EFPIA Working Toward a Unique Codification Standard in Europe
The European Federation of Pharmaceutical Industries and Associations (EFPIA) has been driving industry commitment toward the increased protection of the drug supply chain. Over the last years, its priority has been to set up a common identification standard in Europe to secure drug distribution practices.
“Our action has been more intense lately considering the increasing rates of counterfeit medicines in Europe and the ongoing activities of parallel imports and repackaging,” notes Anthony Barron, coding and codification coordinator in Europe for EFPIA, which is based in Brussels, Belgium.
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To improve safety, EFPIA recommends a set of measures to protect the drug supply chain, which includes the use of tamper-evident features or more sophisticated overt and covert technologies on packs, as well as the development of a harmonised coding and identification system for medicines allowing the unique verification of each medicine pack. This could be supported by the implementation of a Datamatrix code, which integrates four elements of identification: the GS1 Global Standard, the Global Trade Item Number (GTIN) or the National Identification Trade Number (NTIN), which is in line with the French CIP code; the expiry date; the batch number; and a randomised serial number. “Our unit traceability concept based both on Datamatrix and the GS1 Global Standard is not a track-and-trace system, but a systematic end-to-end detection process at the pharmacist scale,” explains Barron. At the end of the supply chain, the pharmacist simply has to scan and compare the serial numbers to the ones stocked into a global database, to identify whether any problem occurs during dispensing concerning drug use-by date, batch recalls, or fake products.
Last October, EFPIA launched a pilot project in Stockholm, Sweden, to test the technical and political feasibility of its end-to-end “point-of-dispense” concept. “Sweden was--at the time--a pharmacist state monopoly (Apoteket AB) with a centralised decision-making process, which made it easier and quicker to put in place our whole system, including IT software, within just over eight months time,” explains Barron. Concretely, 25 pharmacists and roughly 80 points of sale participated in the project. A total of 25 drug products, from 14 EFPIA member companies, were involved. In addition, the local wholesalers Tamro and Kronans Droghandel (KD) labelled the 110,000 folding boxes with Datamatrix codes. Then the pilot was spread over four months.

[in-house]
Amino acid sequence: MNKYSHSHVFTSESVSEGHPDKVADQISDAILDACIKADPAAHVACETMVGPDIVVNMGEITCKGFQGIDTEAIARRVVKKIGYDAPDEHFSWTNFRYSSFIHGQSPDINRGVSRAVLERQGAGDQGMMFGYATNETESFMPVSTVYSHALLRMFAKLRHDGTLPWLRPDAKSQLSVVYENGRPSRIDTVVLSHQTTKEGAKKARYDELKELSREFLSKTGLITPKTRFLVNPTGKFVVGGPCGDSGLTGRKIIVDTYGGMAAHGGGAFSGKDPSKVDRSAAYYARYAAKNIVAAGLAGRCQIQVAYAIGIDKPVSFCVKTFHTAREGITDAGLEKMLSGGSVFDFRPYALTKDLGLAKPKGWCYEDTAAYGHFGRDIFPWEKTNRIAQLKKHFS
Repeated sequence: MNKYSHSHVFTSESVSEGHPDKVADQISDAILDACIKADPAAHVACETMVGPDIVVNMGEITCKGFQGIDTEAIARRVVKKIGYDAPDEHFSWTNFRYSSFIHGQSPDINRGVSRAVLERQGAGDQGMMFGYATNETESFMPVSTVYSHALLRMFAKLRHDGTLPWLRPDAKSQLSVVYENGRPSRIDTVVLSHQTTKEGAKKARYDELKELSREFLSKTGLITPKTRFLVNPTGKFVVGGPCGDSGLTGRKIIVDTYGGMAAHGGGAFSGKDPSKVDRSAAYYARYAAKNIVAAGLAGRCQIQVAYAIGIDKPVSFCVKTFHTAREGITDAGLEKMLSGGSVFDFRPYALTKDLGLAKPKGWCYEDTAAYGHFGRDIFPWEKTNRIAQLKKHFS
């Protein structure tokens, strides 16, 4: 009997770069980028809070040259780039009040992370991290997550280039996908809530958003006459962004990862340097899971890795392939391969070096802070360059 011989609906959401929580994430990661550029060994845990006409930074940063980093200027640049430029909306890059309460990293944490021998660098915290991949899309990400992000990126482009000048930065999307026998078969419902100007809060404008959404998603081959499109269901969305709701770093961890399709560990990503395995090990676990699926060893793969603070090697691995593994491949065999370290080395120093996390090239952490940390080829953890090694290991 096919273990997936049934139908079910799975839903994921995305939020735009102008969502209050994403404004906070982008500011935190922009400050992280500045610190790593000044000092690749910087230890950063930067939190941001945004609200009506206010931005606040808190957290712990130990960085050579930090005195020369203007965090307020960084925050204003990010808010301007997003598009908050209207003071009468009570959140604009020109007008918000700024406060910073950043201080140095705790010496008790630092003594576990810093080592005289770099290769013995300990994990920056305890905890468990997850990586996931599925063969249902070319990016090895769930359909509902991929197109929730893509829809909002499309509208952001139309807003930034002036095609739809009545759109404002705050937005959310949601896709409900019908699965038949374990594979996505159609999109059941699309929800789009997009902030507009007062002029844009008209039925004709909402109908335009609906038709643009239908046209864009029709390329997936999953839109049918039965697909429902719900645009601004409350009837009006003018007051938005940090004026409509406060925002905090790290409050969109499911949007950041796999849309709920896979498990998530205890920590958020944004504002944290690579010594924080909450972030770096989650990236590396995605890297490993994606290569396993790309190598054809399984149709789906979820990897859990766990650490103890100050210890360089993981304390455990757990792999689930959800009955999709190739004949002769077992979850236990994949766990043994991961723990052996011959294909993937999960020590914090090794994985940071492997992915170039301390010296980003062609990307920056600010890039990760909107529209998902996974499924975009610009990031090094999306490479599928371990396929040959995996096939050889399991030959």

Today, the results of the study are good from a pharmacist perspective: the EFPIA system is easy and quick to use (less than one second for scan and verification), and it could be deployed without any additional efforts on a local level.
Based on the Swedish case, EFPIA recommends running a pilot phase for each deployment (region) so that defects can be eliminated before full rollout. In fact, Swedish pharmacists were already using their own control system for the identification of EAN code, which was maintained on boxes on request of the local government. “What we learn is when putting too many codes, we create confusion and increase human and scanning errors,” notes Barron. “In order to achieve sustained credibility, the system must provide the correct answers to all transaction requests, otherwise, the pharmacist simply will not trust the system to guarantee the safety of the patient.”
And now, what are the consequences for the industry and their packaging suppliers? “This is something that we are going to investigate from now on,” he adds. “Clearly, one consequence is that the repackaging activities will have to be more closely monitored, and the measures imposed on manufacturing be applied on a European scale.” These are the main legislative changes expected by the industry, which will stem from the upcoming European Directive aim at preventing drug counterfeiting, which should come into force early 2011.
This article was authored by Marion Baschet-Vernet, a freelance writer based in France. Images are courtesy of EFPIA